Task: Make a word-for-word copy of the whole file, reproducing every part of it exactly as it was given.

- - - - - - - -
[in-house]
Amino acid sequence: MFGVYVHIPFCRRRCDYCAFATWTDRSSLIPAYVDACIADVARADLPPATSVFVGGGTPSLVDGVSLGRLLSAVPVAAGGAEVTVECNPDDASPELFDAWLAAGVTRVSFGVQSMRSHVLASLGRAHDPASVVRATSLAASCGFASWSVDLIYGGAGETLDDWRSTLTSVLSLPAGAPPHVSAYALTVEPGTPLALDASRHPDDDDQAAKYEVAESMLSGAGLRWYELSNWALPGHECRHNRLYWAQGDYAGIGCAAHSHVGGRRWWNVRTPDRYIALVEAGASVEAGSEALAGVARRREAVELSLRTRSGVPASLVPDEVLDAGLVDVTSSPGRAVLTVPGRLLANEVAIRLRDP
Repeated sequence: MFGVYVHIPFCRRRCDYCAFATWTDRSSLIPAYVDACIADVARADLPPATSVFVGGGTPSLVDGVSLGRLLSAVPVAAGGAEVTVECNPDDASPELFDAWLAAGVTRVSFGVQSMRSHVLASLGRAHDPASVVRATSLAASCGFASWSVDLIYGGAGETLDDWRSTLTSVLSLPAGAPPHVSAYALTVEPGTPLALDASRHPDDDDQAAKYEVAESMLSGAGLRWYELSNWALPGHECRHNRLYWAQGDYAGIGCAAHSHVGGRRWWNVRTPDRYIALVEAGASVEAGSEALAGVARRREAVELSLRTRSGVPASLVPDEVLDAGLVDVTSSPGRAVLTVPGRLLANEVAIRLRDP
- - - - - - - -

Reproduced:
[in-house]
Amino acid sequence: MFGVYVHIPFCRRRCDYCAFATWTDRSSLIPAYVDACIADVARADLPPATSVFVGGGTPSLVDGVSLGRLLSAVPVAAGGAEVTVECNPDDASPELFDAWLAAGVTRVSFGVQSMRSHVLASLGRAHDPASVVRATSLAASCGFASWSVDLIYGGAGETLDDWRSTLTSVLSLPAGAPPHVSAYALTVEPGTPLALDASRHPDDDDQAAKYEVAESMLSGAGLRWYELSNWALPGHECRHNRLYWAQGDYAGIGCAAHSHVGGRRWWNVRTPDRYIALVEAGASVEAGSEALAGVARRREAVELSLRTRSGVPASLVPDEVLDAGLVDVTSSPGRAVLTVPGRLLANEVAIRLRDP
Repeated sequence: MFGVYVHIPFCRRRCDYCAFATWTDRSSLIPAYVDACIADVARADLPPATSVFVGGGTPSLVDGVSLGRLLSAVPVAAGGAEVTVECNPDDASPELFDAWLAAGVTRVSFGVQSMRSHVLASLGRAHDPASVVRATSLAASCGFASWSVDLIYGGAGETLDDWRSTLTSVLSLPAGAPPHVSAYALTVEPGTPLALDASRHPDDDDQAAKYEVAESMLSGAGLRWYELSNWALPGHECRHNRLYWAQGDYAGIGCAAHSHVGGRRWWNVRTPDRYIALVEAGASVEAGSEALAGVARRREAVELSLRTRSGVPASLVPDEVLDAGLVDVTSSPGRAVLTVPGRLLANEVAIRLRDP